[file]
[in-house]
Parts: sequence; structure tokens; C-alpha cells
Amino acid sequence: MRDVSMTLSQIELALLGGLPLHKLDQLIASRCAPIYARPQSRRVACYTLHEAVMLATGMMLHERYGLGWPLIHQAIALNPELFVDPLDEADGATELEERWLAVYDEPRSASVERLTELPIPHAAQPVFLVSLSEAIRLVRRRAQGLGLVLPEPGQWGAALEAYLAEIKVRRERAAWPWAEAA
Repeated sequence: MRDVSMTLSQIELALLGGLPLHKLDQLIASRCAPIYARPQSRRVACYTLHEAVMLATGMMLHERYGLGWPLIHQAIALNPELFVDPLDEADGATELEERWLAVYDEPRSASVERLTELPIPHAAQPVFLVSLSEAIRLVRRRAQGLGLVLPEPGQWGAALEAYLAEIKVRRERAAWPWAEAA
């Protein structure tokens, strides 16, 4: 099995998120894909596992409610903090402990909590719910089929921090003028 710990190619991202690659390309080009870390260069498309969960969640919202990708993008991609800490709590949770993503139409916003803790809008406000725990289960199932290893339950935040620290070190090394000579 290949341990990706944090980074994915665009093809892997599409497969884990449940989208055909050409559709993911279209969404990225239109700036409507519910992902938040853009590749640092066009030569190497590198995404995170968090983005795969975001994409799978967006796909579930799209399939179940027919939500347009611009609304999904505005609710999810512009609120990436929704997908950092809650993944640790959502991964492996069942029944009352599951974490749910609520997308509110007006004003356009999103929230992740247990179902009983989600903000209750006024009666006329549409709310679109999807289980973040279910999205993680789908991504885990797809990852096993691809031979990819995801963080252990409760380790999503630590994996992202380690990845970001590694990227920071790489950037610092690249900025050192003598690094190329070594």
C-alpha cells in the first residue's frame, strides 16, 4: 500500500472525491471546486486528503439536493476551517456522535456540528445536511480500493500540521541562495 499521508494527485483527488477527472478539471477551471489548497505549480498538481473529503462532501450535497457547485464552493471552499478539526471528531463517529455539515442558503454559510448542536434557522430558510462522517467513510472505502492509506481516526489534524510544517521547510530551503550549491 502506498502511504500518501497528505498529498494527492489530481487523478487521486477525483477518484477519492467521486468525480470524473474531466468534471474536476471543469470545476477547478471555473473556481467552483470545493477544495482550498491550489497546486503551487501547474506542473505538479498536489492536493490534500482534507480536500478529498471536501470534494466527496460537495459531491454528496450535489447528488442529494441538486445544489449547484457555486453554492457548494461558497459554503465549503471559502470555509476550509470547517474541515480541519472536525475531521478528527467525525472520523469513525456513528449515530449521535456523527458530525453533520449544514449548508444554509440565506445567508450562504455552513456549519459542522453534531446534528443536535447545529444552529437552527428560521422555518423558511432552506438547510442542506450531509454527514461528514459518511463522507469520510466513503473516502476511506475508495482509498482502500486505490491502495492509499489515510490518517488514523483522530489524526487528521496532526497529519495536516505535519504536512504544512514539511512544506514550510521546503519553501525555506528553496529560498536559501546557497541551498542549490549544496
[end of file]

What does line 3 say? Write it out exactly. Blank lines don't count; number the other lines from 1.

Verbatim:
Amino acid sequence: MRDVSMTLSQIELALLGGLPLHKLDQLIASRCAPIYARPQSRRVACYTLHEAVMLATGMMLHERYGLGWPLIHQAIALNPELFVDPLDEADGATELEERWLAVYDEPRSASVERLTELPIPHAAQPVFLVSLSEAIRLVRRRAQGLGLVLPEPGQWGAALEAYLAEIKVRRERAAWPWAEAA